We kick things off rather characteristically with the taped “The Ides of March” heralding the band’s arrival onstage and it’s instantly clear, that this is going to be so much better visually than Live at the Rainbow. While yes, the Iron Maiden stage set of the Rainbow is not present, neither is the tape hiss of that show, which, rather obviously, leads to a much better sounding show. That’s not all. The atmospheric theatre lighting of the Rainbow is also gone, having been replaced by the ever-present TV studio lighting. While it does break the immersion a little, the net result is a picture that despite being only 480p, puts virtually every other video from that era (and some after it too [2]) to shame. It really does look fantastic for its age. But that’s only the tip of the iceberg. The band have the performance to back it up too. [3]

The performance commences rather uncharacteristically with “Prowler” following “The Ides…” instead of the quintessential “Ides of March/Wrathchild” combo, although this was well known as “Prowler” opened the original broadcast as well. With Paul Di’Anno and Clive Burr both in fine form, “Prowler” doesn’t get much better than this.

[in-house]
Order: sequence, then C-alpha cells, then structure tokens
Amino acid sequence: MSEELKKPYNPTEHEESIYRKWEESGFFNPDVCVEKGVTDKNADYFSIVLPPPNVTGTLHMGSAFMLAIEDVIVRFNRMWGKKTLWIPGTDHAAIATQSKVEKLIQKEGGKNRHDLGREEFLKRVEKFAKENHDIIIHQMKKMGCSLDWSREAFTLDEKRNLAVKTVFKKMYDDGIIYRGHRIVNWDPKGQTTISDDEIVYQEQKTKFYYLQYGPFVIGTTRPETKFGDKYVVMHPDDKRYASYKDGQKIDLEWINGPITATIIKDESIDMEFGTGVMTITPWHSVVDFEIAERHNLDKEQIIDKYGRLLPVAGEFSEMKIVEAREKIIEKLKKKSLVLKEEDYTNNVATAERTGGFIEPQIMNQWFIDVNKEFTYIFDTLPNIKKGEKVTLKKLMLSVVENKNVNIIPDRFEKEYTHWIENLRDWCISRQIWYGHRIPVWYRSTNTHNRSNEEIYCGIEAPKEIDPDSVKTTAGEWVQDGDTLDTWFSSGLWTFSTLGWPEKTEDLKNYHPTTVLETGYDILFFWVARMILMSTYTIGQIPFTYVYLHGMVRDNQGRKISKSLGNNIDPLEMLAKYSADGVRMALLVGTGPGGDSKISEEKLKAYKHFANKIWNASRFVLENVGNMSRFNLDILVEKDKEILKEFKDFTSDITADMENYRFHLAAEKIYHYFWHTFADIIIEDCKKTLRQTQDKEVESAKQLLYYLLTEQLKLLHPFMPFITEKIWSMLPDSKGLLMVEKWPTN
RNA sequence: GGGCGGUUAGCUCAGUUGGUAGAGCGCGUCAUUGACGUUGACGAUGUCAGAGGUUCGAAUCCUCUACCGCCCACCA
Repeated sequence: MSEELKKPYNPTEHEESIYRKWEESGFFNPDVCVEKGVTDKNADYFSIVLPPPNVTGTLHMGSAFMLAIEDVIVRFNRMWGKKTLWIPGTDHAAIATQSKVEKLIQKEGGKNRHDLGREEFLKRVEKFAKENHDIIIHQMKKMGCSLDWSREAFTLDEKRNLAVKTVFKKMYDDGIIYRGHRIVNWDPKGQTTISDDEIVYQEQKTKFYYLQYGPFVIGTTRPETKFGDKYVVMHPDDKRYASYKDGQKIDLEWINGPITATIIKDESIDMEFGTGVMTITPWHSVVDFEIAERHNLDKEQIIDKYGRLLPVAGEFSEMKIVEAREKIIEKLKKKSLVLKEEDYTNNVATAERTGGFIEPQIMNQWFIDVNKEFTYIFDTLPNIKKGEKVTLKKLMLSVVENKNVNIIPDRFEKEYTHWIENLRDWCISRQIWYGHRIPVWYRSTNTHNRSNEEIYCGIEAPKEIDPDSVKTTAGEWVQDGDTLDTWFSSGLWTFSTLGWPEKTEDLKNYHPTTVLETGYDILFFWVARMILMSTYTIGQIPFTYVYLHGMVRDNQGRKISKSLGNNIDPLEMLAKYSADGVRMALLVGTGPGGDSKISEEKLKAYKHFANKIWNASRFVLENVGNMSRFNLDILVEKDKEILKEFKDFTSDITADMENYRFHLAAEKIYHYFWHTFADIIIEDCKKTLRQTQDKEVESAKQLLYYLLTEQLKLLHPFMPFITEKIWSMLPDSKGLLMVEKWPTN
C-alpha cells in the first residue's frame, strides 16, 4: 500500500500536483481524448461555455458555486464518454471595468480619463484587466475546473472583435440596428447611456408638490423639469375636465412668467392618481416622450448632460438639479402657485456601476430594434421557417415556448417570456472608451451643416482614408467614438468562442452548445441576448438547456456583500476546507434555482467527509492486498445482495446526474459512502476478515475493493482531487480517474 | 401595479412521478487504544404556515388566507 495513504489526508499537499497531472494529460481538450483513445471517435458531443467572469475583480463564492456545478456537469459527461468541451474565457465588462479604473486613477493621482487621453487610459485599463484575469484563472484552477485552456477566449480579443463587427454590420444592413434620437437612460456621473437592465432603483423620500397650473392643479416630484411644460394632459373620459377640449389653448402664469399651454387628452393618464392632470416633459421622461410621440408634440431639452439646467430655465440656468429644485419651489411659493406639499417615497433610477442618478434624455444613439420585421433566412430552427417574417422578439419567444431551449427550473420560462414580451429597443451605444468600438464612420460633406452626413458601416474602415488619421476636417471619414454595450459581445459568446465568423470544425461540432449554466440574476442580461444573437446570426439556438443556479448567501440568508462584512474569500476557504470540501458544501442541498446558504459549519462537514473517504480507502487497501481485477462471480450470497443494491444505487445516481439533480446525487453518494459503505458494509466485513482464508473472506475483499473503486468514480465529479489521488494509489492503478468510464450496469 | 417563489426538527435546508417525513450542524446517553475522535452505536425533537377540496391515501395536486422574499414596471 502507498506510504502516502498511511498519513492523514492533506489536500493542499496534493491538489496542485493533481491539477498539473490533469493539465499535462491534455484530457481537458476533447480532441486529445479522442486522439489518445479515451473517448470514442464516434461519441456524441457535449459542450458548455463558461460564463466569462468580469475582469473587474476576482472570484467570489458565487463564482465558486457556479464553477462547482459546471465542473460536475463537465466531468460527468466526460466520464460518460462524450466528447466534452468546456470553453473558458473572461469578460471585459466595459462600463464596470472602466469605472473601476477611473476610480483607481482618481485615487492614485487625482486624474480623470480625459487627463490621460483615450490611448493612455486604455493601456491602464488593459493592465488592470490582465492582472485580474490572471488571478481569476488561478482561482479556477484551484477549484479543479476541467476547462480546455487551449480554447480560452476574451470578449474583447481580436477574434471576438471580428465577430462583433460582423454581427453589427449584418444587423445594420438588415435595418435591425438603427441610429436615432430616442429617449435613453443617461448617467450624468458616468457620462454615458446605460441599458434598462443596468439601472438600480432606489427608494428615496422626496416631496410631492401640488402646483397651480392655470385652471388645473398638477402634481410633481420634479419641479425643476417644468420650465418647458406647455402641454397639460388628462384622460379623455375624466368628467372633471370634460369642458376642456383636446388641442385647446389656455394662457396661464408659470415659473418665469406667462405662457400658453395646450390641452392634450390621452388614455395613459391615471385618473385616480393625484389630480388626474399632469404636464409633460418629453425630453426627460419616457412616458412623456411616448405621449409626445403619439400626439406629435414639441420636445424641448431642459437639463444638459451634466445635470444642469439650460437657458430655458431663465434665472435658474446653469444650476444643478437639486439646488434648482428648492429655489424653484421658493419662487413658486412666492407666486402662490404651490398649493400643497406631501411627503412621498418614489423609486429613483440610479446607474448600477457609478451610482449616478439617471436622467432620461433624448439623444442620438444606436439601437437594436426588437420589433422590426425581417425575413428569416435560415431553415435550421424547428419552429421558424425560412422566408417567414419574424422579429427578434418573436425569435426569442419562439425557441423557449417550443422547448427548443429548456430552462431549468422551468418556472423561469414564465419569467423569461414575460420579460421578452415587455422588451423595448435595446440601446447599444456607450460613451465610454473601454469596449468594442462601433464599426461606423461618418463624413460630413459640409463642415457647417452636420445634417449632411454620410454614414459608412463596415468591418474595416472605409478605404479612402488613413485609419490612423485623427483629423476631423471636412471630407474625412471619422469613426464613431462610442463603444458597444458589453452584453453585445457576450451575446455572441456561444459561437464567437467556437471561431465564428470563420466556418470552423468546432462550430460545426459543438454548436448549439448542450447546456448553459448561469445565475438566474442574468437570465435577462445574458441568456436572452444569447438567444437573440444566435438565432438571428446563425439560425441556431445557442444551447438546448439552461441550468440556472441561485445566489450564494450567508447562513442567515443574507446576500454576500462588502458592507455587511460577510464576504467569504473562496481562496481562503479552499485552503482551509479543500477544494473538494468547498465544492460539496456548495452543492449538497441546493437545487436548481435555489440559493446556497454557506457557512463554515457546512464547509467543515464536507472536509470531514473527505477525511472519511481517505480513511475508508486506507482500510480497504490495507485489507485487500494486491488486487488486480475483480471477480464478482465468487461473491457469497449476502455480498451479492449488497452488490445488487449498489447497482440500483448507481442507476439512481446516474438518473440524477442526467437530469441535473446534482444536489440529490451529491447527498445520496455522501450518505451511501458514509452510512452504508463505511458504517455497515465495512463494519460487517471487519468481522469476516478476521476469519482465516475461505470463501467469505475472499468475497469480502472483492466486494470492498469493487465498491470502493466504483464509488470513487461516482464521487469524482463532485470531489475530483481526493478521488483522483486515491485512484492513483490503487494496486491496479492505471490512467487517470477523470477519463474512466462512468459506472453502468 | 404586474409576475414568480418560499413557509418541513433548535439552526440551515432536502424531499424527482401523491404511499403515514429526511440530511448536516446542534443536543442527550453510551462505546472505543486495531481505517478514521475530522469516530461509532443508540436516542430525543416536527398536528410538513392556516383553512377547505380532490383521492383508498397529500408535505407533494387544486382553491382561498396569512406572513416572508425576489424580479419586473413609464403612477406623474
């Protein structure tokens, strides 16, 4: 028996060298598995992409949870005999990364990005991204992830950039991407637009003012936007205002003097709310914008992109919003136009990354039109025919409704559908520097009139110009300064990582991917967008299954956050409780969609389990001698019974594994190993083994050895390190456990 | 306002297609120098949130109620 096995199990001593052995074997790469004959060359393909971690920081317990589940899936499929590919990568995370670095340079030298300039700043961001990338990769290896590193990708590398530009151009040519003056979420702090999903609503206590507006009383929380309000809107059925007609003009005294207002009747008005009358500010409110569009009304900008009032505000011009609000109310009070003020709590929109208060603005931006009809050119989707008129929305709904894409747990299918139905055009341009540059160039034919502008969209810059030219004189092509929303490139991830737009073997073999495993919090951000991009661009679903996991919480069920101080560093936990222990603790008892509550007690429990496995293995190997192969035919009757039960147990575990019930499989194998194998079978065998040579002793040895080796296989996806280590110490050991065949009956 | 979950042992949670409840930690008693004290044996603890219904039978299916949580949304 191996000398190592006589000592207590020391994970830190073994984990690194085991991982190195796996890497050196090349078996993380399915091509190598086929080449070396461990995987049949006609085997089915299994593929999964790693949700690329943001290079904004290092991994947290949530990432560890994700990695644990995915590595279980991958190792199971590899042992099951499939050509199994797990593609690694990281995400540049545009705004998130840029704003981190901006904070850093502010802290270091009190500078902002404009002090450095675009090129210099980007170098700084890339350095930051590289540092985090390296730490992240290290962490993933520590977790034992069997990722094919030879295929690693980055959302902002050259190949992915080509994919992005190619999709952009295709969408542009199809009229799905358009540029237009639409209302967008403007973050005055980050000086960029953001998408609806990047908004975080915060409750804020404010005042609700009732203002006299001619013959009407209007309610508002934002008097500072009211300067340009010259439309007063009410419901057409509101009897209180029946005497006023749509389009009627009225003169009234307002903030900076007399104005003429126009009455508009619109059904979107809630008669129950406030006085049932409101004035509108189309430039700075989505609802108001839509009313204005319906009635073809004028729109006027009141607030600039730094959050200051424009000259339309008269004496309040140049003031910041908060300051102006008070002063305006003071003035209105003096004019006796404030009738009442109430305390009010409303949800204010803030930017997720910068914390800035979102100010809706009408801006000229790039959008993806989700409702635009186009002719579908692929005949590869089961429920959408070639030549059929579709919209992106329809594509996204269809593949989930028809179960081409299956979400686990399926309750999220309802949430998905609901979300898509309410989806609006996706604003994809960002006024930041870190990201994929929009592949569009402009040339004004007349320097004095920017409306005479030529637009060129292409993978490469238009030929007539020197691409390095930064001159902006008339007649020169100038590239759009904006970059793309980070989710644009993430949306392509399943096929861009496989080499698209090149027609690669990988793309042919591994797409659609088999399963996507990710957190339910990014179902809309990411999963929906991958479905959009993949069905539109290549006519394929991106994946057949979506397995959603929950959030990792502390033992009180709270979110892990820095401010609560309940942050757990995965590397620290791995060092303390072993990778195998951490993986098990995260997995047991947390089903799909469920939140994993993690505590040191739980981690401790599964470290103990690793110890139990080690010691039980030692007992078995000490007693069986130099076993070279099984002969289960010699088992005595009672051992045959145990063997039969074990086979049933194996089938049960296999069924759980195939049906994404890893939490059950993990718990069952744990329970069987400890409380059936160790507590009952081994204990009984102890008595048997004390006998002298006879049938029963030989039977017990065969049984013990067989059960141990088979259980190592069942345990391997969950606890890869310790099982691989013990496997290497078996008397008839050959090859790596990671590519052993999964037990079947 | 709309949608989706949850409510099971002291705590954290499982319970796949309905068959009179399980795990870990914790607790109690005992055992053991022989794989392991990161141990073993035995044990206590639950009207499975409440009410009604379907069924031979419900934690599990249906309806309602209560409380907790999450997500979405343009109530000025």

Next up however, is something that did not feature on the original broadcast nor features on any Maiden video since: one of my favourite songs from the debut, “Charlotte the Harlot”. It becomes clear here, as the band kick the energy up to 11, of the great hindrance that Wil Malone’s production on the debut was. Steve Harris is right. It didn’t even begin to capture their ferocity live. Thankfully this mix rectifies that error, and this song is a definite highlight of the show, no mean feat in a Maiden performance. Another broadcast song, “Wrathchild” follows on, with the honour of being the first song of the show from their then unreleased second album. An awesome rendition of the enduring Di’Anno era classic, there’s not much else you can say about any of Maiden’s performances of this song.